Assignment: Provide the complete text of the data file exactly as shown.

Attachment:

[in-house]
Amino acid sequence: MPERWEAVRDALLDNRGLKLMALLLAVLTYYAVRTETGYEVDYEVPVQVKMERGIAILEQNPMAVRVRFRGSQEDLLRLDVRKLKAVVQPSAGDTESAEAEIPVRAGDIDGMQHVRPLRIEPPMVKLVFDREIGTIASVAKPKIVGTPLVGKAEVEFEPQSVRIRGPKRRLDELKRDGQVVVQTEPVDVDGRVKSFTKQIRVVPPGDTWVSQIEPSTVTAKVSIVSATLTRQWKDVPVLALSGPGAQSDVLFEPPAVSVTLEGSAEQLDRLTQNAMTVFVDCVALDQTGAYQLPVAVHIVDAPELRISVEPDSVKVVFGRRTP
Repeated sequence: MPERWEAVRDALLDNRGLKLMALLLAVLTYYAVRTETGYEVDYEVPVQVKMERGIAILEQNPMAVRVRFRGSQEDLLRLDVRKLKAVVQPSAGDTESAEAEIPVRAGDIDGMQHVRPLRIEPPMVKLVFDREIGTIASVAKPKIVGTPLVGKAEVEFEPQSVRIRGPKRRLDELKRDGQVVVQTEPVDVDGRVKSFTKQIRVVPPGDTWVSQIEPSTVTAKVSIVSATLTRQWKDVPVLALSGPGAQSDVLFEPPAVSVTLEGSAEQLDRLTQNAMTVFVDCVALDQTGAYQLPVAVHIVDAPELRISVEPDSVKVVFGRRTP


[in-house]
Amino acid sequence: MPERWEAVRDALLDNRGLKLMALLLAVLTYYAVRTETGYEVDYEVPVQVKMERGIAILEQNPMAVRVRFRGSQEDLLRLDVRKLKAVVQPSAGDTESAEAEIPVRAGDIDGMQHVRPLRIEPPMVKLVFDREIGTIASVAKPKIVGTPLVGKAEVEFEPQSVRIRGPKRRLDELKRDGQVVVQTEPVDVDGRVKSFTKQIRVVPPGDTWVSQIEPSTVTAKVSIVSATLTRQWKDVPVLALSGPGAQSDVLFEPPAVSVTLEGSAEQLDRLTQNAMTVFVDCVALDQTGAYQLPVAVHIVDAPELRISVEPDSVKVVFGRRTP
Repeated sequence: MPERWEAVRDALLDNRGLKLMALLLAVLTYYAVRTETGYEVDYEVPVQVKMERGIAILEQNPMAVRVRFRGSQEDLLRLDVRKLKAVVQPSAGDTESAEAEIPVRAGDIDGMQHVRPLRIEPPMVKLVFDREIGTIASVAKPKIVGTPLVGKAEVEFEPQSVRIRGPKRRLDELKRDGQVVVQTEPVDVDGRVKSFTKQIRVVPPGDTWVSQIEPSTVTAKVSIVSATLTRQWKDVPVLALSGPGAQSDVLFEPPAVSVTLEGSAEQLDRLTQNAMTVFVDCVALDQTGAYQLPVAVHIVDAPELRISVEPDSVKVVFGRRTP